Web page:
The American Association of Public Health Physicians has stated that electronic cigarettes “could save the lives of 4 million of the 8 million current adult American smokers who will otherwise die of a tobacco-related illness over the next 20 years.” Despite this fact, Sen. Jeffrey Klein has proposed legislation, S7234, which would ban the sale of electronic cigarettes in the state of New York.
According to the American Association of Public Health Physicians, electronic cigarettes “could save the lives of 4 million of the 8 million current adult American smokers who will otherwise die of a tobacco-related illness over the next 20 years.”
Why, then, is Sen. Jeffrey Klein (D-34th District) proposing legislation (S7234) that would ban the sale of e-cigarettes in the state of New York? Consumer advocates and public health experts demand an answer.
“To take electronic cigarettes off the market is to deny smokers a much safer alternative that is likely saving lives and improving the public health,” wrote Dr. Michael Siegel (tobaccoanalysisblogspot.com), professor at Boston University School of Public Health.
Similar laws were recently rejected in Maryland, Utah, Illinois, and California, where lawmakers proposed bans largely based on an FDA press release from July 2009. Dr. Murray Laugesen, of Health New Zealand, had harsh criticism for the FDA’s actions, saying the FDA “… condemned electronic cigarettes for containing cancer-causing nitrosamines. However, the levels in FDA-approved nicotine gum and patch are similar, and in cigarettes, much higher (up to 5000 times higher).”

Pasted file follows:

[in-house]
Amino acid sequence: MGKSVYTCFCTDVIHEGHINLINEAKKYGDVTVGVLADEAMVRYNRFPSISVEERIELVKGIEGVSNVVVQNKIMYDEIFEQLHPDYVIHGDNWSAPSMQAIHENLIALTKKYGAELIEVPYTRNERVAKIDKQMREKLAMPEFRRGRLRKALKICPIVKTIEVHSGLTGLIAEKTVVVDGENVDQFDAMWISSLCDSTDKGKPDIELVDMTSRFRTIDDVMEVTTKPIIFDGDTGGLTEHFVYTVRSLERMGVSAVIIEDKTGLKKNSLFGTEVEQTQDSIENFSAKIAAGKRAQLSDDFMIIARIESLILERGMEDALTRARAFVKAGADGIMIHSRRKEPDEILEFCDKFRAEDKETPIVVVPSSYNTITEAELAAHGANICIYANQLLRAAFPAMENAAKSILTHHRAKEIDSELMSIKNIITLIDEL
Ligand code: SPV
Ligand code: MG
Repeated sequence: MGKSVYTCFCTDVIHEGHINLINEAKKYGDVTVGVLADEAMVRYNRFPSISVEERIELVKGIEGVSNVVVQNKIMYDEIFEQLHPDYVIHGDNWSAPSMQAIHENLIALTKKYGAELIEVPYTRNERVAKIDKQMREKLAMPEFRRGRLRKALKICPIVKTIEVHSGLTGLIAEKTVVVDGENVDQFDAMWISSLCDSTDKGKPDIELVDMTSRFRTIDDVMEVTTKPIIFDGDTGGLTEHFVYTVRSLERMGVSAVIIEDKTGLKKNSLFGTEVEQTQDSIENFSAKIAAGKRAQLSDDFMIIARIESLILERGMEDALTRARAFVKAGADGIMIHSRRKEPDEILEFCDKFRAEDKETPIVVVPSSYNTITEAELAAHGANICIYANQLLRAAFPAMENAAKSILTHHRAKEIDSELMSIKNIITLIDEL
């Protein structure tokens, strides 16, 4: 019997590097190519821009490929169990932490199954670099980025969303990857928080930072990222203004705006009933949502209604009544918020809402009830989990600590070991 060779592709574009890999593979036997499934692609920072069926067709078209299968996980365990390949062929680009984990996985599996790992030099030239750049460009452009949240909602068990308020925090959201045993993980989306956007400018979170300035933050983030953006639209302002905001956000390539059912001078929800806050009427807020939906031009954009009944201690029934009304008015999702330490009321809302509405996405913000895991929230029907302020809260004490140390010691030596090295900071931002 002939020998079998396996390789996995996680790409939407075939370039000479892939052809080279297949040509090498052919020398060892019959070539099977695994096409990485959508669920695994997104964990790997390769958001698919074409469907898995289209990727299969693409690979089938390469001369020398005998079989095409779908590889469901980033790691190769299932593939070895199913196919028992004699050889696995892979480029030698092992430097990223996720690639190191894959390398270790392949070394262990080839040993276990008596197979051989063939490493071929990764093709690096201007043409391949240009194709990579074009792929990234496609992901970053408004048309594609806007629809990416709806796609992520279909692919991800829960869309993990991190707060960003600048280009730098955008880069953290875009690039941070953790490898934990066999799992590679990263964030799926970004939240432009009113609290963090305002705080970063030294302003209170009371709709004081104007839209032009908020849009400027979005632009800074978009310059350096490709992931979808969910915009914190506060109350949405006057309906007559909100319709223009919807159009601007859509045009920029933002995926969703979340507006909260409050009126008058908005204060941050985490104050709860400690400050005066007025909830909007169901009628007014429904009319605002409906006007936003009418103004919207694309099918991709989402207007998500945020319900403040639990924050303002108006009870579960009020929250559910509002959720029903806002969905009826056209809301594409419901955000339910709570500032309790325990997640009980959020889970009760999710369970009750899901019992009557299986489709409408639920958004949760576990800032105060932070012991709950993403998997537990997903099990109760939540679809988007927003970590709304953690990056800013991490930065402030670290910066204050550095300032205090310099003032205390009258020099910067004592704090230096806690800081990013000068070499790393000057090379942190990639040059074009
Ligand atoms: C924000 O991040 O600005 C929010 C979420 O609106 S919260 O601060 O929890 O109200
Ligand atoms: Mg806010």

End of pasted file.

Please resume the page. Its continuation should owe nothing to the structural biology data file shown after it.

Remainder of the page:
Electronic cigarettes comprise a battery, a heating element, and a cartridge. When puffed, an e-cigarette creates a steam or mist that simulates smoking and delivers a measured dose of nicotine. The device does not, however, produce any actual smoke.
“Smokers smoke because they are addicted to nicotine in cigarettes,” said Dr. Richard Daines, New York State Health Commissioner. “But it is the smoke, not the nicotine, which causes a long list of diseases, including lung cancer, heart disease, stroke and emphysema.”
New York resident Bill Friedman, who smoked for more than 20 years but now uses an electronic cigarette, says, “If they pass this law, I’ll be right back to smoking. I tried everything to stay away from cigarettes, and I’d given up on quitting. Then I switched to e-cigarettes. I feel better, I can smell things again and my wheezing is gone—not to mention that I don’t bother my wife anymore with secondhand smoke. Now the politicians want to take this away from me? Why?”